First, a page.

Thank you, Sunne! That’s sweet of you. I finally figured out what was wrong (although you probably got a duplicate notice last night). I believe it should be working properly now.

  2. Jennifer

    Man! When I first saw this picture my first reaction was, “What a beautiful picture of them!!” I meant to tell you that then and I definitely should have. Sometimes though when others don’t speak up and don’t say things they should, as I should have, it allows us to seek Him and dig deeper into His regard for us. Maybe I’m glad I didn’t tell you earlier then as you had the chance to come to this realization on your own, without the compliments of friends. But now I’ll tell you – “I LOVE that picture of the two of you. It is just beautiful!!”

    1. Hayley Cranfield

      Thank you, Jennifer :) I love the picture too, but so often it seems we have trained our eyes to see our flaws, so we see that first (and sometimes never see beyond them). I’d love it if that were reversed–if we all so the moment first and maybe never even saw the flaws!

  3. Hope snow

    WOW, WOW, WOW! Thank you so much for this…you read my mail! This has really helped to give me a…better perspective, a healthy perspective, and a beautiful perspective of “the real me.” ;)

    1. Hayley Cranfield

      Thank you, Hope. I appreciate the feedback! It’s funny…it wasn’t until after I started working on this piece that it occurred to me that my eyes (that don’t gain weight) are the window to the real me (that also doesn’t gain weight). I wasn’t sure how strong the message came across, but for me, it was profound. It’s so fitting that the window the soul is steadfast, unchanged by age or weight. I’m still struggling to find words for it…and I still want to lose that extra weight ;) But in the meantime, I will endeavor to see myself with this new perspective, and hopefully I’ve inspired a couple of others to do the same.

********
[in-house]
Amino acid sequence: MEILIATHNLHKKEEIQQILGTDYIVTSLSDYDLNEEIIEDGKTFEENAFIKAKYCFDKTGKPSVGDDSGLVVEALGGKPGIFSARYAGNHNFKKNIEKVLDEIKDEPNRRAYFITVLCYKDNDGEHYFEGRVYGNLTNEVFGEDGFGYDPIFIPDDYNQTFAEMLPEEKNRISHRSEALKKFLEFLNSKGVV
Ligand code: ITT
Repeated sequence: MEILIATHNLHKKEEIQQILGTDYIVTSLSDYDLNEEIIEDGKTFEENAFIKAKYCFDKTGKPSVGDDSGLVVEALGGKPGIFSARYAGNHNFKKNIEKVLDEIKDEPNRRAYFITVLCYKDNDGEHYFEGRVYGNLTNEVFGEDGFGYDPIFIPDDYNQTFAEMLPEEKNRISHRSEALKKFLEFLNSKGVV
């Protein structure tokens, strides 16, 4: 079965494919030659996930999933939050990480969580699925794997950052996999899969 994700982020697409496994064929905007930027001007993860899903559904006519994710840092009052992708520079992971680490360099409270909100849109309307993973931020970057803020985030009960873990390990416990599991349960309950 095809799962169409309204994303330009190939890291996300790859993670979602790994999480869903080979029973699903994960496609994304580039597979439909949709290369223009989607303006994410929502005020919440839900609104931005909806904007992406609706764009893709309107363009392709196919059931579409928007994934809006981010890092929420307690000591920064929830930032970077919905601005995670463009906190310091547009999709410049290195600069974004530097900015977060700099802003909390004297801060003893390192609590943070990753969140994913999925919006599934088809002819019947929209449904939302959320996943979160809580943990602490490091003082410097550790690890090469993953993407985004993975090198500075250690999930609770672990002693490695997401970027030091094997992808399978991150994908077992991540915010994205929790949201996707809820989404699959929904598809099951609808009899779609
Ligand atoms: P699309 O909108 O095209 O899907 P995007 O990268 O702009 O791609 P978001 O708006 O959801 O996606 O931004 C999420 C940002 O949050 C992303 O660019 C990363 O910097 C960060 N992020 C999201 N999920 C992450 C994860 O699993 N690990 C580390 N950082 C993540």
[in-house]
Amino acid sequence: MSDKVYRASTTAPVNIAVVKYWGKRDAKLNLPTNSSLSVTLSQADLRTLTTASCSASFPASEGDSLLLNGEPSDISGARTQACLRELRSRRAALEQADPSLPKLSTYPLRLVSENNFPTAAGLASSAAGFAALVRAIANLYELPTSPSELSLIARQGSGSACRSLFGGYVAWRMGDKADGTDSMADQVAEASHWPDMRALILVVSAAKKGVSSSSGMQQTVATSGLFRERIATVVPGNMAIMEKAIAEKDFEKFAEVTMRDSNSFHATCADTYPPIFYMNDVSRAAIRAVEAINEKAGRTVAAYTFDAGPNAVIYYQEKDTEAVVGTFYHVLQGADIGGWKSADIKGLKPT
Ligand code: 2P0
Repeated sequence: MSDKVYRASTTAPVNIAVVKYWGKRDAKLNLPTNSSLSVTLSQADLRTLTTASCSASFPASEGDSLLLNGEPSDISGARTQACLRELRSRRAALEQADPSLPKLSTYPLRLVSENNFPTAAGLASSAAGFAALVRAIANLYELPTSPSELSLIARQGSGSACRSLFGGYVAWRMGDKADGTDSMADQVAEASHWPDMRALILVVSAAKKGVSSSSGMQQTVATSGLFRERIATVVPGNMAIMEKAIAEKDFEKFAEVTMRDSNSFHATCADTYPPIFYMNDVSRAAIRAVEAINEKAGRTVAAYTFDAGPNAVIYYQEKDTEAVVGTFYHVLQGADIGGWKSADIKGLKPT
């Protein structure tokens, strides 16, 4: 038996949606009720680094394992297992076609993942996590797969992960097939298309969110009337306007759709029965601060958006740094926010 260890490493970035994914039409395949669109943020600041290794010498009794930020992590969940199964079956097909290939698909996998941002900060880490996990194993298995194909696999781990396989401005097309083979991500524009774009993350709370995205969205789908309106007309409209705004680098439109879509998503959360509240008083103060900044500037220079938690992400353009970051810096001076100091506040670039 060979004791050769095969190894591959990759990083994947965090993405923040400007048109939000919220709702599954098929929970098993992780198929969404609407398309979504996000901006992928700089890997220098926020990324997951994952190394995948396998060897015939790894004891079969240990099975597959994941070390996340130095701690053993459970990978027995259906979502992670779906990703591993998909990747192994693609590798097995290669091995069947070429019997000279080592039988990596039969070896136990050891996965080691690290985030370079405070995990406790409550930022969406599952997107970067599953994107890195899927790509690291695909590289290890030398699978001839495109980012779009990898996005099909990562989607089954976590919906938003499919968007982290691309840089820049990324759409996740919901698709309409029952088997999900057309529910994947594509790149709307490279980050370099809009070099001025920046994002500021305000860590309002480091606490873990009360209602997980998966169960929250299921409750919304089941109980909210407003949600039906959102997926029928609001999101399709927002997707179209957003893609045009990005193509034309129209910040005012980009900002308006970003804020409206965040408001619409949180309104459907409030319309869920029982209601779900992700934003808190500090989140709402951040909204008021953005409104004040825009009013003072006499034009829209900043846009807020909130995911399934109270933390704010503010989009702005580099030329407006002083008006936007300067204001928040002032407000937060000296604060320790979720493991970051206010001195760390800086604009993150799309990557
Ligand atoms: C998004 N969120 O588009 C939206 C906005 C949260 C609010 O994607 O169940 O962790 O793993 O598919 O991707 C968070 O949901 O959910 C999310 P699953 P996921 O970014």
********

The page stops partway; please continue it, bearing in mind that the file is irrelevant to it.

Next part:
4. Elizabeth

    It would be truly would be wonderful if we could see souls. Some of the most beautiful people I know aren’t noticeable in a crowd, but their spirit shines like the brightest light imaginable. And it is true, there is a certain genuineness in their eyes that draws you in if you spend any amount of time in conversation.

    By the way, that is a gorgeous picture of you with your son. Honestly, my first thought was wow – dazzling!

    Love it, thanks so much for including me!

    1. Hayley Cranfield

      Thank you, Liz! It really would be nice if we could see souls (reminds me of the movie Shallow Hal!). Thank you for contributing with your comments. I like that we’ve connected :)